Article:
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October 18, 2018 - Trusts and Estate Group News: So You Think You're Done With Your Estate Plan…

You have reviewed multiple drafts of your Will, Trust, Living Will and Financial Power of Attorney, attended multiple meetings with your attorney, discussed the final distribution of your assets, selected your Executor and Trustee, and finally executed your estate planning documents. So you must be done, right?

It depends. There is often considerable follow up required to make certain that your unique planning is fully achieved. Below is a checklist of a few commonly overlooked items:

Beneficiary Designations – Perhaps the most critical of all follow up items are beneficiary designations for transfer on death and retirement accounts, and life insurance policies. Generally, these assets do not pass according to the provisions of your Will or Trust. Beneficiary designation forms must be prepared and filed with the account custodian or insurer, so that your beneficiaries are properly identified. Failure to properly designate your beneficiaries can undermine your entire estate plan and may have disastrous income tax consequences.

Trust Funding and Form of Ownership of Assets – Similar to ignoring beneficiary designations, you can unknowingly undermine your estate plan by failing to properly fund a Revocable Trust or consider the form of ownership of certain assets. You may have executed a Revocable Trust with probate avoidance in mind. If you thereafter fail to fund the executed Revocable Trust, your beneficiaries will be required to probate your assets. Assets owned jointly with rights of survivorship, such as a bank account or a residence, will not pass according to the provisions of your Will or Trust. This can skew your dispositive scheme, or even undermine your estate tax planning. Careful consideration must be given to the titling of each and every asset that you own.

Sharing Your Estate Plan with Your Family and Professional Team – While your estate plan is a private matter, it may be helpful to share or discuss it with family members and professionals such as your accountant and financial advisor.

Accessibility of Estate Plan and Other Information – You have spent time and effort to develop an estate plan, but that planning can be stymied if your important documents are locked away in a safe deposit box or encrypted computer file, or your family is unable to ascertain what assets you own. In today’s digital age, estate planning requires a review of where you store and access your financial information and records. Your estate planning attorney can advise you on the best method of ensuring that your paper and electronic documents are accessible to your family and fiduciaries when they are needed. Likewise, your burial and health care instructions need to be available to your family members or other designated representative. We suggest that you prepare a list with the contact information of your estate planning attorney, basic information concerning your assets, and other relevant information for your family and fiduciaries.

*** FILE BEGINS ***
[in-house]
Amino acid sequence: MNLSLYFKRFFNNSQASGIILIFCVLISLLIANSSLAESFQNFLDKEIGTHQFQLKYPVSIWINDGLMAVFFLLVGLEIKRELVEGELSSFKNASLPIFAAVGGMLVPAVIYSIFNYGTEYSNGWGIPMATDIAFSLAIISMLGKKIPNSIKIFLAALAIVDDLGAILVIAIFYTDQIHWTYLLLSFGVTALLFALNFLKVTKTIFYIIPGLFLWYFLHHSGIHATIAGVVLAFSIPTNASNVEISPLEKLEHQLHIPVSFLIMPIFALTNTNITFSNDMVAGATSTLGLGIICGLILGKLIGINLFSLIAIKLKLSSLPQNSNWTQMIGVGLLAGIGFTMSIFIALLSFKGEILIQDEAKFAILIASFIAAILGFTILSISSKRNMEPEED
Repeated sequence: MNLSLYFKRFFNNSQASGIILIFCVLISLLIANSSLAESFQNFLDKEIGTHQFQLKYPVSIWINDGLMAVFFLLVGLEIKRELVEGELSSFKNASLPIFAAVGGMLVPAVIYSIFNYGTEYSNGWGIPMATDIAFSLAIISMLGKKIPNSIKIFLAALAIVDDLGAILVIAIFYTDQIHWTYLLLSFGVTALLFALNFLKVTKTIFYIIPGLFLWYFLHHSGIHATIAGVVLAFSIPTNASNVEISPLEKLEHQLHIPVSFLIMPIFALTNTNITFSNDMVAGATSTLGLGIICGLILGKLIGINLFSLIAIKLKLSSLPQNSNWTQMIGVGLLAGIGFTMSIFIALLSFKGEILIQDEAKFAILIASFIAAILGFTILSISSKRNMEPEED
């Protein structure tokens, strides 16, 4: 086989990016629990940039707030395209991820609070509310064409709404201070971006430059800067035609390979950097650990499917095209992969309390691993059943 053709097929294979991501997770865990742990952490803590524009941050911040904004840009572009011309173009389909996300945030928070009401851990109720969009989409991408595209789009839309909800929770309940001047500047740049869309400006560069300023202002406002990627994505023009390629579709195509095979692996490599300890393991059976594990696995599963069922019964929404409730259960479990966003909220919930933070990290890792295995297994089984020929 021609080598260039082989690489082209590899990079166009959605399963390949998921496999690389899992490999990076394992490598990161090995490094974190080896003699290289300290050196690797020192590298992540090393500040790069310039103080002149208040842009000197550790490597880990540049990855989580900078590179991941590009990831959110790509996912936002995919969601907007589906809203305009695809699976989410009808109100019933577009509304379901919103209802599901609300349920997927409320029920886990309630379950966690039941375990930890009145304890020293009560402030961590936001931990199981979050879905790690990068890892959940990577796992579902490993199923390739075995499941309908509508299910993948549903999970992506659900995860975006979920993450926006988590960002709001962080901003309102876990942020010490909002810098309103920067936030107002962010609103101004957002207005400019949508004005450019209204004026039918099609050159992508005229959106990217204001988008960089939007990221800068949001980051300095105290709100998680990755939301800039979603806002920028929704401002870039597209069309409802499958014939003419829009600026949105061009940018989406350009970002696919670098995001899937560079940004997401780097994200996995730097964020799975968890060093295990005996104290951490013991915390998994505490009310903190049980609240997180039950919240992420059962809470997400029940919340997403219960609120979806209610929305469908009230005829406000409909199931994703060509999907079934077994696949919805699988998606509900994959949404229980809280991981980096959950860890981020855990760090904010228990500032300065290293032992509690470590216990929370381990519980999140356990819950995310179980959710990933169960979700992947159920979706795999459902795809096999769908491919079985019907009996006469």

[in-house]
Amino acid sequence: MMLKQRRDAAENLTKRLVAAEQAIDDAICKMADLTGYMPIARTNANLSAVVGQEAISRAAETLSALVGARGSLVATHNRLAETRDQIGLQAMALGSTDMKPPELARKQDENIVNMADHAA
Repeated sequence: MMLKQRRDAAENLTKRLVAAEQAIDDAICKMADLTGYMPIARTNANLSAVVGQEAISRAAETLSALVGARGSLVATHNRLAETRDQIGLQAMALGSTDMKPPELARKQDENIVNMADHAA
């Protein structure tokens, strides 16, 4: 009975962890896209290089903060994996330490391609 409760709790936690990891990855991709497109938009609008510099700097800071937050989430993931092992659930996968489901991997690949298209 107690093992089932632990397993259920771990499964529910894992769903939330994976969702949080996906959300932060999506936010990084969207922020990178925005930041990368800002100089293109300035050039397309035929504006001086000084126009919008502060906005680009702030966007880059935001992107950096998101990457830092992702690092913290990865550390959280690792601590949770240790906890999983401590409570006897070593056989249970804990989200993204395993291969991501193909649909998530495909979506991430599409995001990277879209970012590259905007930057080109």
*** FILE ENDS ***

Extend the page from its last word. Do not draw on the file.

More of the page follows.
Change of Circumstances – Finally, your estate plan was prepared based on your circumstances and certain assumptions about your finances. If your circumstances have changed, by divorce, sickness or a significant increase or decrease in assets, you should speak with your estate planning attorney to see if any changes to your estate planning documents are required.

© Copyright 2018 Murtha Cullina

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About this Author

Robert A. Heinimann Jr, Murtha Cullina, Estate Plan Development Lawyer, Title XIX application process attorney
Associate

As an associate in the firm’s Trusts and Estates Department, Mr. Heinimann is responsible for the development and implementation of estate plans for clients. His practice also includes estate and trust administration, probate proceedings, tax planning and business succession planning.

Mr. Heinimann has experience in conservatorship proceedings in Connecticut Probate Districts, as well as the Title XIX application process. He also has experience counseling clients in contested trusts and estates matters.

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